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12 Diseases Doctors Can Actually Detect Through Smell

Many diseases and conditions have their own "breathprint," and this may soon pave the way for earlier detection and diagnosis.

Teenager's nose close up.Asier Romero/Shutterstock

Does disease smell?

Body odor can be a sign of more than just forgetting to put on deodorant. Researchers have long known that certain illnesses including cancer, multiple sclerosis, and Parkinson’s disease, cast particular odors, says Alan Hirsch, MD, the Neurological Director of the Smell & Taste Research and Treatment Foundation in Chicago. While scent tests to diagnose disease are not quite ready for prime time, research is ongoing, says Dr. Hirsch, also the author of several books including Nutrition and Sensation. Make sure you know about these diseases that doctors miss the most.

Closeup of nose and cheek.Geinz Angelina/Shutterstock

Why do diseases smell?

Diseases change the way a body works, says Yehuda Zeiri, PhD, a biomedical engineer at Ben-Gurion University’s Kiryat Bergman Campus in Be’er-Sheva, Israel. “When disease leads to enhancement of new and different biochemical processes in the body, these processes may lead to the production of small volatile molecules,” he explains. “These [molecules] can be transported by the blood to the lungs and be released in exhaled breath; they can also be released in the urine and sweat.”

Doctor coat with stethoscope.sheff/Shutterstock

Diagnosing diseases through smell

Researchers are developing ways to detect the scent of disease. “According to the scientific literature there is evidence that the scent may contain markers for lung cancer, breast cancer, diabetes, melanoma, and more,” Dr. Zeiri says. In the future, doctors may be able to spot cancer, diabetes, kidney disease, and a host of other conditions solely by their smell—and well before other symptoms show up. And while that research is promising, don’t believe these health myths that make doctors cringe. Now, check out the diseases we can already detect through smell.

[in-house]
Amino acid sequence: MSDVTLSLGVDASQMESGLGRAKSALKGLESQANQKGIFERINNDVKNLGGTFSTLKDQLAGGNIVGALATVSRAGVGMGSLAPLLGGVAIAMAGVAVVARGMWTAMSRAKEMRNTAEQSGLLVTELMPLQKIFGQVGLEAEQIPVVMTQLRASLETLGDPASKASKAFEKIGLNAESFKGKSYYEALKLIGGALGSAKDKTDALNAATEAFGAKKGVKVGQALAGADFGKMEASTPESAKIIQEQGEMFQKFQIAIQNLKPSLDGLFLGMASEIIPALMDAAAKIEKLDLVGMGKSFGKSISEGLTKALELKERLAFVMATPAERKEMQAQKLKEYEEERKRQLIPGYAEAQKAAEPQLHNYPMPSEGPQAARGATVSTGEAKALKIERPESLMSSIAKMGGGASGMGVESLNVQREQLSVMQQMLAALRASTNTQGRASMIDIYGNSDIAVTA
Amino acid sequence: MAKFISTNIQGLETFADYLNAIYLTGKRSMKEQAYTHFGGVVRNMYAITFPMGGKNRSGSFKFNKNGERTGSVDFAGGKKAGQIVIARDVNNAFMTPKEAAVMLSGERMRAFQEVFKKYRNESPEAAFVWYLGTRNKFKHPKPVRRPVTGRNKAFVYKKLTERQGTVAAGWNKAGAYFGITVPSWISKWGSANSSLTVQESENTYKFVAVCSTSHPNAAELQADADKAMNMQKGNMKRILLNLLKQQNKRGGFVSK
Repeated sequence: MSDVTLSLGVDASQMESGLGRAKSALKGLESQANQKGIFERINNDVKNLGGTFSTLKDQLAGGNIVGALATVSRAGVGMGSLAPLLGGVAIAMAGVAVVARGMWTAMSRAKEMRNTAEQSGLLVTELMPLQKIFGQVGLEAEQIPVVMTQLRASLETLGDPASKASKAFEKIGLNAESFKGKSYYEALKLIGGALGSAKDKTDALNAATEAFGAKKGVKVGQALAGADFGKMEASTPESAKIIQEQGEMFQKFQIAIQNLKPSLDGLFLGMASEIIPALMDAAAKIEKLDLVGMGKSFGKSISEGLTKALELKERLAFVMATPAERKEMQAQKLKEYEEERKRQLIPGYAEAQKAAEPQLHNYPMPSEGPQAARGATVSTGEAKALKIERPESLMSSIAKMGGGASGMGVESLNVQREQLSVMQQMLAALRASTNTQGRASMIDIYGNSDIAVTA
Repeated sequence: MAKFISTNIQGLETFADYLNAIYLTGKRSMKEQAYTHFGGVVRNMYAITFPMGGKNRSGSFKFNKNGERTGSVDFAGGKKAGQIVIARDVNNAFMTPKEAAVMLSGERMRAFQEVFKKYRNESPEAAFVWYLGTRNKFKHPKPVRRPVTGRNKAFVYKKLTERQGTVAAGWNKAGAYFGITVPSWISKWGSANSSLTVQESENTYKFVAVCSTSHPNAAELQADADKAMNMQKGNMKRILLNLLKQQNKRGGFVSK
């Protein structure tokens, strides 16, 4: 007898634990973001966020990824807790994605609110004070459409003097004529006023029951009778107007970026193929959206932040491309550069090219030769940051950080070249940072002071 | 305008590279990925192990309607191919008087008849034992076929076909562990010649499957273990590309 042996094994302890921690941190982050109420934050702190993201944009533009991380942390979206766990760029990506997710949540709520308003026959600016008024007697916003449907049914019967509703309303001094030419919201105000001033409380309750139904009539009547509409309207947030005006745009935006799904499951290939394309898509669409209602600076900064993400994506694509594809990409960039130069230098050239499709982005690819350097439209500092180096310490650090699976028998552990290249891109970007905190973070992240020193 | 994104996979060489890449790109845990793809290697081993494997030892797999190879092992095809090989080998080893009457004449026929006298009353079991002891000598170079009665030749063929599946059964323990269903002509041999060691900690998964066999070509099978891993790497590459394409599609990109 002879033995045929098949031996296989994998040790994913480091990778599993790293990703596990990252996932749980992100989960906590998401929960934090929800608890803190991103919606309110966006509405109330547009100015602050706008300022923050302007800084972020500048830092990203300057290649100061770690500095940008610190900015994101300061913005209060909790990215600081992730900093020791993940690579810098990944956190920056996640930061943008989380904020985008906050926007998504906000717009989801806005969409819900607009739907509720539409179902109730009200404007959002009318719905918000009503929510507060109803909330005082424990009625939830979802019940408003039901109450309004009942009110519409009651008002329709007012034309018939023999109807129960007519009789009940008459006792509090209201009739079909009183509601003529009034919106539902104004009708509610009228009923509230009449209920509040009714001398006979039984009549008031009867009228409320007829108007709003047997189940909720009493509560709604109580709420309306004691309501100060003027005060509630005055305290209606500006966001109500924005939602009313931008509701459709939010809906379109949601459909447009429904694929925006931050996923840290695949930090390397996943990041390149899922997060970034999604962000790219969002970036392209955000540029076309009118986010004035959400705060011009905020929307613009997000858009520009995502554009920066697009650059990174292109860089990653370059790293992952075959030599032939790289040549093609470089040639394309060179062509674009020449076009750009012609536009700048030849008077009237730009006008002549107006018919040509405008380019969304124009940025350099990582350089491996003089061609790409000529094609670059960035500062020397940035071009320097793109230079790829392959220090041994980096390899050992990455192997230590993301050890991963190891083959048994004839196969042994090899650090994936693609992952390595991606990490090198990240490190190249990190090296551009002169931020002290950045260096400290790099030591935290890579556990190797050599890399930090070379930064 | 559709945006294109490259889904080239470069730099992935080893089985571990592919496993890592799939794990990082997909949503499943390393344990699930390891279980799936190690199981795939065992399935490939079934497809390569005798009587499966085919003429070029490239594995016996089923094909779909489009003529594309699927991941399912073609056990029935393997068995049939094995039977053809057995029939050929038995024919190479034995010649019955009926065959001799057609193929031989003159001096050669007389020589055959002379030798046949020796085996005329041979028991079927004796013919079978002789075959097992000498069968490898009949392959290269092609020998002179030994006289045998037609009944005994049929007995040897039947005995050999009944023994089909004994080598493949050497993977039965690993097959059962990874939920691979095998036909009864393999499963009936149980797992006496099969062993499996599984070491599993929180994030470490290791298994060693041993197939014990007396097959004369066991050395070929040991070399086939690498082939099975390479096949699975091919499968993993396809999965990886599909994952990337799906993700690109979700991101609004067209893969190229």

Doctor measuring blood pressure of a patient.LeventeGyori/Shutterstock

Preeclampsia

Pregnancy-related high blood pressure—preeclampsia—is an early warning sign of deadly eclampsia, which is why it’s so important to spot the condition early. A 2016 study in Advanced Materials Science showed that researchers could detect preeclampsia with 84 percent accuracy based on a mother’s “breathprint”—like your fingerprint, your breath contains unique markers that can reveal a lot about your health.

Clinician listening to patient's lungs with a stethoscope.Dmytro Zinkevych/Shutterstock

Lung cancer

There is compelling research that indicates lung cancer can be detected by smell, Dr. Hirsch says. An invention called “NaNose”—a breathalyzer-type device developed by an Israeli company—is up to 90 percent accurate at diagnosing lung cancer; the device detects a special “odor” emitted by the cancer cells. Doctors can use the same technology to identify Parkinson’s disease, other cancers, kidney failure, multiple sclerosis, and Crohn’s disease—and the accuracy rate is at 86 percent, according to a study published in 2016 in the journal ACS Nano. And, for when you don’t want to lead with an odor, here’s a dentist’s tips for beating bad breath.

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Kidney failure

University of Illinois researchers have developed a disposable device that can detect the breathprint of kidney failure and potentially get people to a doctor sooner—when treatment will be more effective. “In the clinical setting, physicians use bulky instruments, basically the size of a big table, to detect and analyze these compounds. We want to hand out a cheap sensor chip to patients so they can use it and throw it away,” says professor Ying Diao, PhD, an assistant professor of chemical and biomolecular engineering at the University of Illinois. Watch out for these other silent signs your body might be in big trouble.

Beads of sweat on someone's back.Anna Lo/Shutterstock

Liver failure

When your liver stops doing its job and processing toxins, contaminants will build up in your urine, perspiration, and even your breath—and the odor will be like raw fish.